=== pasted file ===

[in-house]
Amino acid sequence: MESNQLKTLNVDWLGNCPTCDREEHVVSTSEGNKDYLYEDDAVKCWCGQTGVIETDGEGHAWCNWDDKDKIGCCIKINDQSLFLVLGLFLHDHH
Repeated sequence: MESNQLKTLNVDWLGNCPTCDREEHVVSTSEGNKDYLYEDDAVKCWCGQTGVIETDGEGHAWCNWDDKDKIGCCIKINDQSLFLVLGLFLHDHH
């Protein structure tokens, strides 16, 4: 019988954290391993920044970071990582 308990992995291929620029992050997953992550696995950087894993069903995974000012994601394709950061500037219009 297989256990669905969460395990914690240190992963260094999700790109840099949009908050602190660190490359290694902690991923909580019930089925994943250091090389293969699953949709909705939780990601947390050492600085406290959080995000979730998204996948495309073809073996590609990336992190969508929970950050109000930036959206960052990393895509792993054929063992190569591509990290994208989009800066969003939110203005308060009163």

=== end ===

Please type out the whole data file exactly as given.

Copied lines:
[in-house]
Amino acid sequence: MESNQLKTLNVDWLGNCPTCDREEHVVSTSEGNKDYLYEDDAVKCWCGQTGVIETDGEGHAWCNWDDKDKIGCCIKINDQSLFLVLGLFLHDHH
Repeated sequence: MESNQLKTLNVDWLGNCPTCDREEHVVSTSEGNKDYLYEDDAVKCWCGQTGVIETDGEGHAWCNWDDKDKIGCCIKINDQSLFLVLGLFLHDHH
């Protein structure tokens, strides 16, 4: 019988954290391993920044970071990582 308990992995291929620029992050997953992550696995950087894993069903995974000012994601394709950061500037219009 297989256990669905969460395990914690240190992963260094999700790109840099949009908050602190660190490359290694902690991923909580019930089925994943250091090389293969699953949709909705939780990601947390050492600085406290959080995000979730998204996948495309073809073996590609990336992190969508929970950050109000930036959206960052990393895509792993054929063992190569591509990290994208989009800066969003939110203005308060009163």